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TOKYO – The Latest on Russian President Vladimir Putin's visit to Japan (all times local):
Japan has announced a relaxation of visa requirements for Russians visitors as President Vladimir Putin holds summit talks with Japanese Prime Minister Shinzo Abe in Tokyo.
The Japanese Foreign Ministry said Friday that a multiple-entry visa will be introduced for short-term stays, including tourism, in addition to the existing single-entry visa.
Also, a letter of reference from a guarantor will no longer be required for applicants who finance their own travel to Japan.
Japan will also expand eligibility for multiple entry visas for business purposes and cultural and intellectual figures and extend the validity period for those visas from up to 3 years to 5 years.
Russian President Vladimir Putin has arrived in Tokyo for a second day of talks to wrap up a two-day summit focused on economic cooperation and a stalled territorial dispute.
Putin, who arrived about two hours late the day before, was late again Friday — this time because of mechanical problem with his presidential aircraft. Putin flew on a backup aircraft, according to Japanese media, and landed in Tokyo about 45 minutes behind schedule.
He and Prime Minister Shinzo Abe focused on territorial issues, including a possibility of discussing joint economic projects there, during their first round of talks at a host springs resort in western Japan. Their talks at the prime minister's office Friday will focus on the economy.
Abe is pushing to make progress on the longstanding disputes on four small islands then-Soviet Union seized at the end of World War II, which preventing the two countries from signing a peace treaty formally ending the war.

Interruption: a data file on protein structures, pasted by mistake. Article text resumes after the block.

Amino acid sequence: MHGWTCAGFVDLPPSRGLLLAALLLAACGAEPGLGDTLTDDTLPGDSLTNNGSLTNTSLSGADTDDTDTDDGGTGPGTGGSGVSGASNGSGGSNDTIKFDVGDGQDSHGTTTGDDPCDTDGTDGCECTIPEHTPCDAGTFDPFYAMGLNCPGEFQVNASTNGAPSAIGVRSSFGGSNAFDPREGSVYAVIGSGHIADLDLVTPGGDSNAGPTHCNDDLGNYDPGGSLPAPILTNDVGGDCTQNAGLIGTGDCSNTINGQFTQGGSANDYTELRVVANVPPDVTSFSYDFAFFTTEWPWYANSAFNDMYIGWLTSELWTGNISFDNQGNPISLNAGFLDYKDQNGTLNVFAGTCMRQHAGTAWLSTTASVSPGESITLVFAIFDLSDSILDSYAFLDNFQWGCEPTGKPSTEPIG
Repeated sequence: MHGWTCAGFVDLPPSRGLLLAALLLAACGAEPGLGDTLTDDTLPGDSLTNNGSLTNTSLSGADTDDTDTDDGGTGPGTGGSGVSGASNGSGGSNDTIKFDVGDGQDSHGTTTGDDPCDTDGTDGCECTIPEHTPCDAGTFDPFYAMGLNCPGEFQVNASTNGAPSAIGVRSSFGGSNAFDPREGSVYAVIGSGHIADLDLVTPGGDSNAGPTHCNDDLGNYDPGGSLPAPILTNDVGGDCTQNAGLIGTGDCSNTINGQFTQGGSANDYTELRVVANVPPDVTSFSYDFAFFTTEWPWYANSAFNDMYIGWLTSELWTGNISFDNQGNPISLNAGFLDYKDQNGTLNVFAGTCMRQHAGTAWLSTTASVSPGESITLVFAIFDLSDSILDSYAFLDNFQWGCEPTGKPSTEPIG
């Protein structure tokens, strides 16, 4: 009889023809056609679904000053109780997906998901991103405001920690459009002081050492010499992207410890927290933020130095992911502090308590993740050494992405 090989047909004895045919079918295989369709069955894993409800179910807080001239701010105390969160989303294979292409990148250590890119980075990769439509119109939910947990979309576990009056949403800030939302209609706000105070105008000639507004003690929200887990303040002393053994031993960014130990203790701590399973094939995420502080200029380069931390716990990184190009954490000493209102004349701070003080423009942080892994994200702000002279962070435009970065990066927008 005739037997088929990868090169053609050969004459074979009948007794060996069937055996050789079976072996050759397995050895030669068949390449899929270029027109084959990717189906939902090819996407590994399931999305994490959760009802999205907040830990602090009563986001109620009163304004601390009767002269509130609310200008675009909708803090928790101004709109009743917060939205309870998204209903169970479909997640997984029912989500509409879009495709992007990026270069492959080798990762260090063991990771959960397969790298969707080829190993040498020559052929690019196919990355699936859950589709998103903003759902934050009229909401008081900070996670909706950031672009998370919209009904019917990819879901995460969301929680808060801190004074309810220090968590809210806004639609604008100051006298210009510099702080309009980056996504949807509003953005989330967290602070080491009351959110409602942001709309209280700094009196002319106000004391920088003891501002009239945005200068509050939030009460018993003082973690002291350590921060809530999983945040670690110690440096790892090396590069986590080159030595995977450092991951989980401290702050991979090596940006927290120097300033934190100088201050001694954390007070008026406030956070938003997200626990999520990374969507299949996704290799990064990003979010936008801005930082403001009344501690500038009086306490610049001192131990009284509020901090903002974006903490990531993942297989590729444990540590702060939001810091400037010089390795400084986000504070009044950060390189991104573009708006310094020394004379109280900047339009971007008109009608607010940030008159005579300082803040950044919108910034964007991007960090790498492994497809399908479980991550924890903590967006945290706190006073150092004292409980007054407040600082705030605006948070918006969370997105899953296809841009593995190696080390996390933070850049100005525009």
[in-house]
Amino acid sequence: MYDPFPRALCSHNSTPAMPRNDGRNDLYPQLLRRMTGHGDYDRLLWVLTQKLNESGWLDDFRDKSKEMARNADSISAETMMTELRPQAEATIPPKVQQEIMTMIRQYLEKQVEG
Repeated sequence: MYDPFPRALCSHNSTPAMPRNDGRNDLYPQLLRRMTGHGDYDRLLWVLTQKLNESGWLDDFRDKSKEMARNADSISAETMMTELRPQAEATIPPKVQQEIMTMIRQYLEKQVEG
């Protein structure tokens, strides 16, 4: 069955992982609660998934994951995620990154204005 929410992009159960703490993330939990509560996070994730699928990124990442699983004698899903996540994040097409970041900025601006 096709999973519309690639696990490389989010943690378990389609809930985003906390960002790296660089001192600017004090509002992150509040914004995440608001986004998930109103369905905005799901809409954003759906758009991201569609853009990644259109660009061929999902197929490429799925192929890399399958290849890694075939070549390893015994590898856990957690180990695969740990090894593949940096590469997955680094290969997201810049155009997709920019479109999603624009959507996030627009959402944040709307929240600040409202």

The leaders of Russia and Japan are heading to Tokyo to wrap up a two-day summit focused on economic cooperation and a protracted territorial dispute that has defied resolution.
Russian President Vladimir Putin and Japanese Prime Minister Shinzo Abe left separately on Friday morning from a hot springs resort in western Japan where they held a first round of talks the previous evening.
The dispute over four small islands that the then-Soviet Union took control of at the end of World War II has prevented Russia and Japan from signing a peace treaty formally ending the war.
Japanese Prime Minister Shinzo Abe says he showed Russian President Vladimir Putin several letters written by former Japanese residents of disputed islands now held by Russia.
He said one was written in Russian, and Putin read it in front of Abe during talks between the two leaders on Thursday. He did not say how Putin reacted.
The four islands, called the Northern Territories in Japan and the southern Kurils in Russia, were seized by the former Soviet Union at the end of the World War II, preventing the two countries from signing a peace treaty formally ending their wartime hostilities.
All 17,000 Japanese residents of the islands were expelled to the nearby main Japanese island of Hokkaido, and only about a third of them are still alive.